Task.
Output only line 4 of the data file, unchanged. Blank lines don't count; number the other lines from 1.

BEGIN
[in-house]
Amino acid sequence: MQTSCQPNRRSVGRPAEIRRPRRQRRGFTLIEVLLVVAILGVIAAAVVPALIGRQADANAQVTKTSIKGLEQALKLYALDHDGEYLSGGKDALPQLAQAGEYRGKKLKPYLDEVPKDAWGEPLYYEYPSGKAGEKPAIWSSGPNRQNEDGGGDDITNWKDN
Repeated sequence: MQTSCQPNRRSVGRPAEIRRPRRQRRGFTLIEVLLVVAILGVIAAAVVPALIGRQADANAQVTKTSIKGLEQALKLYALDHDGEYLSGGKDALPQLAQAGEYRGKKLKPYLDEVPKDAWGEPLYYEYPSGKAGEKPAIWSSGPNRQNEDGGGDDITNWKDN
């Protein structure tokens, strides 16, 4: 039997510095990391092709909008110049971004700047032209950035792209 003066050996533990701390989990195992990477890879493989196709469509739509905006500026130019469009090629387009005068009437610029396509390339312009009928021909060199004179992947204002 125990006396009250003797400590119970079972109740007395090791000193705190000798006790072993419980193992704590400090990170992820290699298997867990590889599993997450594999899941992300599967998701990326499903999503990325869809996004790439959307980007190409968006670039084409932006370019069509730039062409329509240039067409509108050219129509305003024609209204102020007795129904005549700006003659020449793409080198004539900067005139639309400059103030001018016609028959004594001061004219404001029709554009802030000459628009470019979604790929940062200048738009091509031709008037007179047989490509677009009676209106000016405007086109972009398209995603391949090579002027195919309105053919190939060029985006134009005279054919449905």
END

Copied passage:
């Protein structure tokens, strides 16, 4: 039997510095990391092709909008110049971004700047032209950035792209 003066050996533990701390989990195992990477890879493989196709469509739509905006500026130019469009090629387009005068009437610029396509390339312009009928021909060199004179992947204002 125990006396009250003797400590119970079972109740007395090791000193705190000798006790072993419980193992704590400090990170992820290699298997867990590889599993997450594999899941992300599967998701990326499903999503990325869809996004790439959307980007190409968006670039084409932006370019069509730039062409329509240039067409509108050219129509305003024609209204102020007795129904005549700006003659020449793409080198004539900067005139639309400059103030001018016609028959004594001061004219404001029709554009802030000459628009470019979604790929940062200048738009091509031709008037007179047989490509677009009676209106000016405007086109972009398209995603391949090579002027195919309105053919190939060029985006134009005279054919449905």